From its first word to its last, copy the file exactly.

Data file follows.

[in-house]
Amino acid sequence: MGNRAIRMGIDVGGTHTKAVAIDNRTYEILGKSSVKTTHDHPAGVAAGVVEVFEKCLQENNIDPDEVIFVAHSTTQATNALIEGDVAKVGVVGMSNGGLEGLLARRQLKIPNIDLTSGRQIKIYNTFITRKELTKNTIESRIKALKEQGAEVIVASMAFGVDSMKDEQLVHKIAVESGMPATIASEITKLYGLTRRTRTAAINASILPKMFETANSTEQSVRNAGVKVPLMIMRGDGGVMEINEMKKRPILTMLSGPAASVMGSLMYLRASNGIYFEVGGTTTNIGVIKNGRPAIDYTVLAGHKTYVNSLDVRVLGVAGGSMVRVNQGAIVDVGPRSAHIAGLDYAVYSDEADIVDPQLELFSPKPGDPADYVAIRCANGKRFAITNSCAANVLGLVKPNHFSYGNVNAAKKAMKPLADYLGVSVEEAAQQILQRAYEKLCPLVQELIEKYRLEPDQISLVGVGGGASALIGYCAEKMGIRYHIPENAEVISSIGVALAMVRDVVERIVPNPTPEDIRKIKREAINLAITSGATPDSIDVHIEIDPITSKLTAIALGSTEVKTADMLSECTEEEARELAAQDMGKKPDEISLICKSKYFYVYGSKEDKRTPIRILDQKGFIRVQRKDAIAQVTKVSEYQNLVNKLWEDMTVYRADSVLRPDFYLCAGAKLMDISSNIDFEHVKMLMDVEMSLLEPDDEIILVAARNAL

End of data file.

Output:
[in-house]
Amino acid sequence: MGNRAIRMGIDVGGTHTKAVAIDNRTYEILGKSSVKTTHDHPAGVAAGVVEVFEKCLQENNIDPDEVIFVAHSTTQATNALIEGDVAKVGVVGMSNGGLEGLLARRQLKIPNIDLTSGRQIKIYNTFITRKELTKNTIESRIKALKEQGAEVIVASMAFGVDSMKDEQLVHKIAVESGMPATIASEITKLYGLTRRTRTAAINASILPKMFETANSTEQSVRNAGVKVPLMIMRGDGGVMEINEMKKRPILTMLSGPAASVMGSLMYLRASNGIYFEVGGTTTNIGVIKNGRPAIDYTVLAGHKTYVNSLDVRVLGVAGGSMVRVNQGAIVDVGPRSAHIAGLDYAVYSDEADIVDPQLELFSPKPGDPADYVAIRCANGKRFAITNSCAANVLGLVKPNHFSYGNVNAAKKAMKPLADYLGVSVEEAAQQILQRAYEKLCPLVQELIEKYRLEPDQISLVGVGGGASALIGYCAEKMGIRYHIPENAEVISSIGVALAMVRDVVERIVPNPTPEDIRKIKREAINLAITSGATPDSIDVHIEIDPITSKLTAIALGSTEVKTADMLSECTEEEARELAAQDMGKKPDEISLICKSKYFYVYGSKEDKRTPIRILDQKGFIRVQRKDAIAQVTKVSEYQNLVNKLWEDMTVYRADSVLRPDFYLCAGAKLMDISSNIDFEHVKMLMDVEMSLLEPDDEIILVAARNAL